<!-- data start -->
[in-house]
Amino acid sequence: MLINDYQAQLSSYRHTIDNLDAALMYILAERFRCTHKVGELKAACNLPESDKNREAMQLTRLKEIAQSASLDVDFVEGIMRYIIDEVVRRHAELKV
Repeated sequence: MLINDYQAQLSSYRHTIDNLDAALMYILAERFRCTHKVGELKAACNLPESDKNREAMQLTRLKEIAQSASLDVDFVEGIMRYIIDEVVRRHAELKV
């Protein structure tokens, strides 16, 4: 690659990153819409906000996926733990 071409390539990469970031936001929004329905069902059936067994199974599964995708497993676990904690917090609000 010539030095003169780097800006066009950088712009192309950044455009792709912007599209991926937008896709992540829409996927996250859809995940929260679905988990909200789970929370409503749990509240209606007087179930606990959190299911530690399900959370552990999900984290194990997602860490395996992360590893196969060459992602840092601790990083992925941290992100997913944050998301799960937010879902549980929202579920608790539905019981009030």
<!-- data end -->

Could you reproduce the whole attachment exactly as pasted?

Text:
[in-house]
Amino acid sequence: MLINDYQAQLSSYRHTIDNLDAALMYILAERFRCTHKVGELKAACNLPESDKNREAMQLTRLKEIAQSASLDVDFVEGIMRYIIDEVVRRHAELKV
Repeated sequence: MLINDYQAQLSSYRHTIDNLDAALMYILAERFRCTHKVGELKAACNLPESDKNREAMQLTRLKEIAQSASLDVDFVEGIMRYIIDEVVRRHAELKV
């Protein structure tokens, strides 16, 4: 690659990153819409906000996926733990 071409390539990469970031936001929004329905069902059936067994199974599964995708497993676990904690917090609000 010539030095003169780097800006066009950088712009192309950044455009792709912007599209991926937008896709992540829409996927996250859809995940929260679905988990909200789970929370409503749990509240209606007087179930606990959190299911530690399900959370552990999900984290194990997602860490395996992360590893196969060459992602840092601790990083992925941290992100997913944050998301799960937010879902549980929202579920608790539905019981009030």